The U.S. risk committee would be required to review and approve the company’s liquidity risk tolerance for its U.S. operations at least annually, with the concurrence of the company’s board of directors or the enterprise-wide risk committee (if a different committee than the U.S. risk committee).6 In reviewing its liquidity risk tolerance, the risk committee would be required to consider the capital structure, risk profile, complexity, activities, and size of the company’s U.S. operations in order to help ensure that the established liquidity risk tolerance is appropriate for the company’s business strategy.

Under the proposed rule, the U.S. chief risk officer would be required to review the liquidity risk management strategies and policies and procedures established by senior management. These strategies and policies and procedures should include those relating to liquidity risk measurement and reporting systems, cash flow projections, liquidity stress testing, liquidity buffer, contingency funding plan, specific limits, and monitoring procedures required under the proposed rule. The proposal also would require the U.S. chief risk officer to review information provided by the senior management of the U.S. operations to determine whether those operations are managed in accordance with the established liquidity risk tolerance. The U.S. chief risk officer would additionally be required to report at least semi-annually to the risk committee and enterprise-wide risk committee on the liquidity risk profile of the combined U.S. operations of the company.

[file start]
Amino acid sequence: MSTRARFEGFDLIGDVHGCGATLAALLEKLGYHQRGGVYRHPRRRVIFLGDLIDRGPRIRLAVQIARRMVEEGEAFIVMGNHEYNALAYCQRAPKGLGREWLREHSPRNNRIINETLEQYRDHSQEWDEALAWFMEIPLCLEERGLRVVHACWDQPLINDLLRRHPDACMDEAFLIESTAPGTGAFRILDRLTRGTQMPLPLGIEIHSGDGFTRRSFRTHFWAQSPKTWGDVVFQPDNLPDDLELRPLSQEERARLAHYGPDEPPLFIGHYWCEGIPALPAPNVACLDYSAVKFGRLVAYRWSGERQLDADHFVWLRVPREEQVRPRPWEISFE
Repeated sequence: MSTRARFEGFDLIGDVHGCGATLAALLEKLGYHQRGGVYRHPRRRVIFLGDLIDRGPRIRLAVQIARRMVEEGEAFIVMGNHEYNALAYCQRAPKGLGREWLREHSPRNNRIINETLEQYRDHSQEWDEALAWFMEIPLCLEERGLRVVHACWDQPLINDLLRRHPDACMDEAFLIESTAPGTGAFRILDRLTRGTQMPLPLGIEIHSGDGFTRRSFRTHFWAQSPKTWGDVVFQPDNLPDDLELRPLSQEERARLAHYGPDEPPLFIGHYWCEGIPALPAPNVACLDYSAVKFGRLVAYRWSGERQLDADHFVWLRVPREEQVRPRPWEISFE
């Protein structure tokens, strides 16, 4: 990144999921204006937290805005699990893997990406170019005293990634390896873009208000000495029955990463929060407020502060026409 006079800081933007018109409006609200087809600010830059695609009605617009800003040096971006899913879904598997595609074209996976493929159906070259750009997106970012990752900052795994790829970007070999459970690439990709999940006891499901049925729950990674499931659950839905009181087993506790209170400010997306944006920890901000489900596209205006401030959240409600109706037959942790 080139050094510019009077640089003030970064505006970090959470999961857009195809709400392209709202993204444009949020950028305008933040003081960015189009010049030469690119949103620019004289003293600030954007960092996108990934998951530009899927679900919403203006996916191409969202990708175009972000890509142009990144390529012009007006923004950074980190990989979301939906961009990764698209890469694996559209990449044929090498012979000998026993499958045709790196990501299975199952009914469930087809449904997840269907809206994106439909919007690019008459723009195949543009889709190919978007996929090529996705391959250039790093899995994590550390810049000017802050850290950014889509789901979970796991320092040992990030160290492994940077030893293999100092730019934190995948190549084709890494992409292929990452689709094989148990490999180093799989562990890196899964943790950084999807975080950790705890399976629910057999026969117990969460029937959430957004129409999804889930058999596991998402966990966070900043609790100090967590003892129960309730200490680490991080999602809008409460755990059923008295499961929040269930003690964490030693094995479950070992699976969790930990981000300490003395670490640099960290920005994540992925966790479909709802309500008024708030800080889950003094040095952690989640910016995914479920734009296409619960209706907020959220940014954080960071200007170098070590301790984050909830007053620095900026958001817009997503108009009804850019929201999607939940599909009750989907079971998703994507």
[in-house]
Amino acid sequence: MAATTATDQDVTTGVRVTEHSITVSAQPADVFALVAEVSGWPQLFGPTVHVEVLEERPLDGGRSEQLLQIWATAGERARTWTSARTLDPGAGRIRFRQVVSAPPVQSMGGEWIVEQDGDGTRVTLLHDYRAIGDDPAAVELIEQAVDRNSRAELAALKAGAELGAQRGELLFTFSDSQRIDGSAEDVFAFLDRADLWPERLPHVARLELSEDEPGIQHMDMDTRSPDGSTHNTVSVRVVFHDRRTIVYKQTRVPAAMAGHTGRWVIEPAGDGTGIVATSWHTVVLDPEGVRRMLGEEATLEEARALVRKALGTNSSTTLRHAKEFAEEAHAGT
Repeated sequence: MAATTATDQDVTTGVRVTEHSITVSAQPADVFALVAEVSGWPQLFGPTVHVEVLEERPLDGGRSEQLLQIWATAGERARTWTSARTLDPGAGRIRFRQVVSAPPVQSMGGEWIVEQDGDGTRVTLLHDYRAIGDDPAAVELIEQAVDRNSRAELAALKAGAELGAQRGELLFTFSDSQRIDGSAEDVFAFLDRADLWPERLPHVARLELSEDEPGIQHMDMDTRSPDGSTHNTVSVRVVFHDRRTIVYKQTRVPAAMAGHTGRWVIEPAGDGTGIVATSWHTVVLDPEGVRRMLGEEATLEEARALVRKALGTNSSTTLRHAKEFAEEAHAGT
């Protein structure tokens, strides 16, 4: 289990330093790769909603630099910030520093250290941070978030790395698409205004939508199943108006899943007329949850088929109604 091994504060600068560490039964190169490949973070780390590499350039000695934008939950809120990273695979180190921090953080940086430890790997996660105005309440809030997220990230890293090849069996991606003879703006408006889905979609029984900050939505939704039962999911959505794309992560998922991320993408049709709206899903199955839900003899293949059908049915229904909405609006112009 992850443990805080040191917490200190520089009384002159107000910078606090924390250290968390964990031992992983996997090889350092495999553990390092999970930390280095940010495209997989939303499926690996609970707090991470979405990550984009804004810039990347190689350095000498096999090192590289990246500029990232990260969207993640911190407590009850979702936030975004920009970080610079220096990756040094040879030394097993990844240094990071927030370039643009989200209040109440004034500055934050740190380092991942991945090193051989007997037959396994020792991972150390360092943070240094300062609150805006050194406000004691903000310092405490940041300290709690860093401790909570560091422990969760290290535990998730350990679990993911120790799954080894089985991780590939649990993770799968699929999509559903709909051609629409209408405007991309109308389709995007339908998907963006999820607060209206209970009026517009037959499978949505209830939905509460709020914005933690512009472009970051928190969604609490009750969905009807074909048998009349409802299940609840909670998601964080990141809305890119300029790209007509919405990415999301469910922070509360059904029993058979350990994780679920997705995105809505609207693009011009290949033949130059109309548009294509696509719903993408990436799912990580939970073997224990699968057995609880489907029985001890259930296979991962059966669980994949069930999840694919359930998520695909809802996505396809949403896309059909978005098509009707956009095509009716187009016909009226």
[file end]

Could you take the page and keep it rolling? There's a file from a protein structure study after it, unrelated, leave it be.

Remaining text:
Source: Federal Reserve.

In his speech earlier this month, the SEC’s Aguilar warned that many companies may not be doing as much at the board level as they can to address cyber-risk. Frequently, the board’s risk-oversight function lies either with the full board or is delegated to the board’s audit committee. But many boards lack the technical expertise necessary to be able to evaluate whether management is taking appropriate steps to address cyber-security issues, and the audit committee may not have the expertise, support, or skills necessary.

As an alternative, Aguilar suggested that public companies create a separate enterprise risk committee on the board, to foster a “big picture” approach to company-wide risk. He cited research by the Ponemon Institute and HP Enterprise Security that 48 percent of corporations currently have board-level risk committees that are responsible for privacy and security risks, a dramatic increase from the 8 percent that reported having such a committee in 2008.

Following Banks’ Lead

Banks, Aguilar suggested, could take on a leadership role that that other industries will follow.

“Boards have become very sensitized in a very short period of time to the threats to their company,” Zonino says. “The issue of cyber-risk is being talked about in all boardrooms and might even be more of an issue in retail than it is in banking.”

Zonino points out that, while banks may still be getting the hang of their new standards, the Federal Reserve has always had prudential standards on how banks manage technology in terms of data protection, resiliency, security, and continuity. “Those standards became a blueprint for what is good risk management,” she says.

“In many ways, these new expectations for banks are setting the standard for any industry,” Hida says. “Others should look at this as an example for their own enhanced board level risk oversight.”